## Abstract

High angular resolution diffusion imaging (HARDI) has become an important magnetic resonance technique for in vivo imaging. Current techniques for estimating the diffusion orientation distribution function (ODF), i.e., the probability density function of water diffusion along any direction, do not enforce the estimated ODF to be nonnegative or to sum up to one. Very often this leads to an estimated ODF which is not a proper probability density function. In addition, current methods do not enforce any spatial regularity of the data. In this paper, we propose an estimation method that naturally constrains the estimated ODF to be a proper probability density function and regularizes this estimate using spatial information. By making use of the spherical harmonic representation, we pose the ODF estimation problem as a convex optimization problem and propose a coordinate descent method that converges to the minimizer of the proposed cost function. We illustrate our approach with experiments on synthetic and real data.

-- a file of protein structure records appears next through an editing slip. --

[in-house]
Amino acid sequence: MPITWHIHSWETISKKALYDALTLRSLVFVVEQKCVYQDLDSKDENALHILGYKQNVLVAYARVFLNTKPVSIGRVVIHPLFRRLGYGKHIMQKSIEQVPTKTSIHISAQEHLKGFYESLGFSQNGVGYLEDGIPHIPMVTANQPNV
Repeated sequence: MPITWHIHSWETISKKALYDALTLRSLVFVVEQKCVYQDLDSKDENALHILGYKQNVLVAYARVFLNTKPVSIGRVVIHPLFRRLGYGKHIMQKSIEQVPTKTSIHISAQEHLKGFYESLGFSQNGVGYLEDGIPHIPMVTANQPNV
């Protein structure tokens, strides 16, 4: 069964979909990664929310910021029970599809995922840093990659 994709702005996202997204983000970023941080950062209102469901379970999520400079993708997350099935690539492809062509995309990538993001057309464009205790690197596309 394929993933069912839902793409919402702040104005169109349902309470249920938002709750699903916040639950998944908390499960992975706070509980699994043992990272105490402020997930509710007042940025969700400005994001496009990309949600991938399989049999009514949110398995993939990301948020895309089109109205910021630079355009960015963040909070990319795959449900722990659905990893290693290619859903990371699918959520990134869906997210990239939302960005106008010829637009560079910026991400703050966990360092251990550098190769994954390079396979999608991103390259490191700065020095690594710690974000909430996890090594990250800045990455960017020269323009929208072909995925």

Original language | English (US) |
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Title of host publication | Lecture Notes in Computer Science (including subseries Lecture Notes in Artificial Intelligence and Lecture Notes in Bioinformatics) |

Pages | 877-885 |

Number of pages | 9 |

Volume | 5761 LNCS |

Edition | PART 1 |

DOIs | |

State | Published - 2009 |

Event | 12th International Conference on Medical Image Computing and Computer-Assisted Intervention, MICCAI 2009 - London, United Kingdom Duration: Sep 20 2009 → Sep 24 2009 |

### Publication series

Name | Lecture Notes in Computer Science (including subseries Lecture Notes in Artificial Intelligence and Lecture Notes in Bioinformatics) |
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Number | PART 1 |

Volume | 5761 LNCS |

ISSN (Print) | 0302-9743 |

ISSN (Electronic) | 1611-3349 |

### Other

Other | 12th International Conference on Medical Image Computing and Computer-Assisted Intervention, MICCAI 2009 |
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Country/Territory | United Kingdom |

City | London |

Period | 9/20/09 → 9/24/09 |

### Bibliographical note

Funding Information:Work supported by startup funds from JHU, by grants NSF CAREER IIS-0447739, NIH R01 HD050735, NIH R01 EB007813, NIH P41 RR008079, NIH P30 NS057091, ONR N00014-05-10836 and ONR N00014-09-1-0084.